Just south of the French Quarter lies The Eliza Jane, a modern boutique hotel in its sophomore year. As with most buildings in the city, the location is steeped in New Orleans history. Formerly a collection of warehouses in the 19th century, the space served as HQ for a bitters factory and The Daily Picayune, whose legendary owner Eliza Jane Nicholson was the first woman in the country to publish a major newspaper and is now the namesake of a hotel.


Eliza Jane Nicholson; between 1892 and 1894; collodion print by Eugene Simon, photographer; The Historic New Orleans Collection, gift of Mrs. Ashton Fischer and Mrs. Carl Corbin, 1981.369.44

Born in 1843 to a well-off Mississippi family, Eliza Jane did not fit the mold. To her parents' great displeasure, she desired a career. Oh, the scandal! Eliza Jane moved to New Orleans and started submitting her poems to The Daily Picayune; it wasn't long before she was brought on as the publication's literary editor.


The Eliza Jane front entrance, once home to The Daily Picayune newspaper.

The paper's owner, Colonel Alva Holbrook, fell for Eliza Jane and they soon married. Holbrook sold the paper and subsequently bought it back after the new owners drove it into the ground. Whilst in the process of salvaging the publication, Holbrook passed away, leaving Eliza Jane at the helm to bring the near-bankrupt paper back to profitability. A true feat given the precarious times as New Orleans was recovering from the effects of the Civil War.

Reconstruction lasted until 1877, and "it was a period of great upheaval socially, politically, and economically," explained Amanda McFillen, The Historic New Orleans Collection's associated director of museum programs. "Also, the hot summers regularly brought outbreaks of yellow fever which took a huge toll on the population."


Typewriter at The Eliza Jane. 


Newspaper wallpaper in the guest room hallway. 

Not one to cower, she took charge. On March 26, 1876, Eliza Jane announced on the front page that she had taken over ownership and began to make significant changes to the daily, to appeal to a wider audience. She added a society column, a children's section, expanded coverage of the local arts scene, and a subscription to the Associated Press for current international news. She would also instate the Weather Frog, a beloved lagniappe of the paper which is still intact today.

"Writing was a life-long creative pursuit for her and something she was proud of," said McFillen. "She also was an incredibly savvy entrepreneur who led a failing newspaper from the brink of collapse to the most successful newspaper in the region," said McFillen.

Eliza Jane soon remarried. She wed her business manager, George Nicholson, and together they ran the paper. McFillen said that Eliza Jane surrounded herself with loyal, smart, and hardworking colleagues. During her tenure, she advocated for women by hiring them (a practice that was rare at the time), mentoring them, and paying the same wages as their male counterparts. The duo ran The Daily Picayune for 20 years until their deaths by influenza in 1896. The paper remained locally owned into the 20th century.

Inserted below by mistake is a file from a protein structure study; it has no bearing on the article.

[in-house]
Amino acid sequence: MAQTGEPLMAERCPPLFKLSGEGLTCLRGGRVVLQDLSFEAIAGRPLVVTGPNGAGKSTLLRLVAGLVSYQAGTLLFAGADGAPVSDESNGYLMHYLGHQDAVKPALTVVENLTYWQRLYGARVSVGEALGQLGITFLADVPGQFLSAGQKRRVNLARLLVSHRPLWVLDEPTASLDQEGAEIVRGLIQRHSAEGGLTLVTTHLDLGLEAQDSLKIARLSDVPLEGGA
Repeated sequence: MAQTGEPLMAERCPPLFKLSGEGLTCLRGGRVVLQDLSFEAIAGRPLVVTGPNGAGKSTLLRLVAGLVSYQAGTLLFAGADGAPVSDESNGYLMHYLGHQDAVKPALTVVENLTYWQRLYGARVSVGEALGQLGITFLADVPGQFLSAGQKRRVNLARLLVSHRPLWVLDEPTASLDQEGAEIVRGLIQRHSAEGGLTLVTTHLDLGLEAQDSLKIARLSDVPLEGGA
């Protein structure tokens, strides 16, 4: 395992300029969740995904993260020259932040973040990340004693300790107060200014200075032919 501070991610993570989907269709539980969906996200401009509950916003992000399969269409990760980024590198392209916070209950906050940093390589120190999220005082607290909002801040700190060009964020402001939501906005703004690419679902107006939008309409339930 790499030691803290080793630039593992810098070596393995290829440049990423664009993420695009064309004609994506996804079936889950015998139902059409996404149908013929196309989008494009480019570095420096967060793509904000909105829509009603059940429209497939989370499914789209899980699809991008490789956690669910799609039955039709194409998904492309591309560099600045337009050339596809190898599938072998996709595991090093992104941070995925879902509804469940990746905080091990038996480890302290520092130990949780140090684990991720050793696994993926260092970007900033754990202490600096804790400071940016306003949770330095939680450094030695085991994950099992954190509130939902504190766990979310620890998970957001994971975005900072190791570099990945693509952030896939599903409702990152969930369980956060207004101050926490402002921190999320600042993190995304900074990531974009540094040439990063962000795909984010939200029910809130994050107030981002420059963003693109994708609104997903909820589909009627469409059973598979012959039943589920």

The Press Room Bar in the Eliza Jane Hotel.


The lobby lounge in The Eliza Jane Hotel.

Leslie Oliver, director of sales and marketing at The Eliza Jane, said that the hotel's design team was inspired by the buildings' original occupants. The Daily Picayune inspired many of the hotel's details from the blue paint which resembles the original ink color and literary touches, like fully-stocked bookcases and antique typewriters in the lounge, where you can enjoy a drink from the lobby bar, The Press Room.


The Press Room Lounge in The Eliza Jane Hotel.

"All of the vintage objects throughout the hotel were locally sourced in New Orleans from various antique stores and handpicked by the Stonehill Taylor design team," Olivier said. The New York-based design firm managed to couple the rich heritage of the warehouses by uniting them, leaving ample space for 196 spacious, modern rooms and amenities. Guestrooms feature tufted, ink-colored leather headboards, which complement the eclectic accent furniture and other accessories throughout. There are 50 suites – most of which contain the hotel's original brick walls and ceiling beams – a fitness center, and close to 2,000 square feet of event space.

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Couvant facade. 

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Profiteroles with a drizzle of warm chocolate. 

The hotel is also home to Couvant, a French brasserie conceptualized and managed by Makeready, a Dallas-based group. The restaurant offers a variety of seating from the cozy banquettes to a petit oyster bar, and private parties can opt for the secluded dining room. Fare is sophisticated yet approachable and accompanied by a strong beverage program. Beyond the restaurant sits their newest addition, Bisous Wine Garden, an interior courtyard hideaway featuring unique wines and light bites.

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Couvant Dining Room.

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Friends share dishes at Couvant. 

The Eliza Jane officially opened in March 2018, 141 years after Eliza Jane Nicholson announced her ownership of The Daily Picayune. The hotel, which is a member of Hyatt's Unbound Collection, celebrates the city's rich history through an immaculately designed getaway, replete with touches of our undeniable charm.

This article appeared in the September 2019 issue of Adore.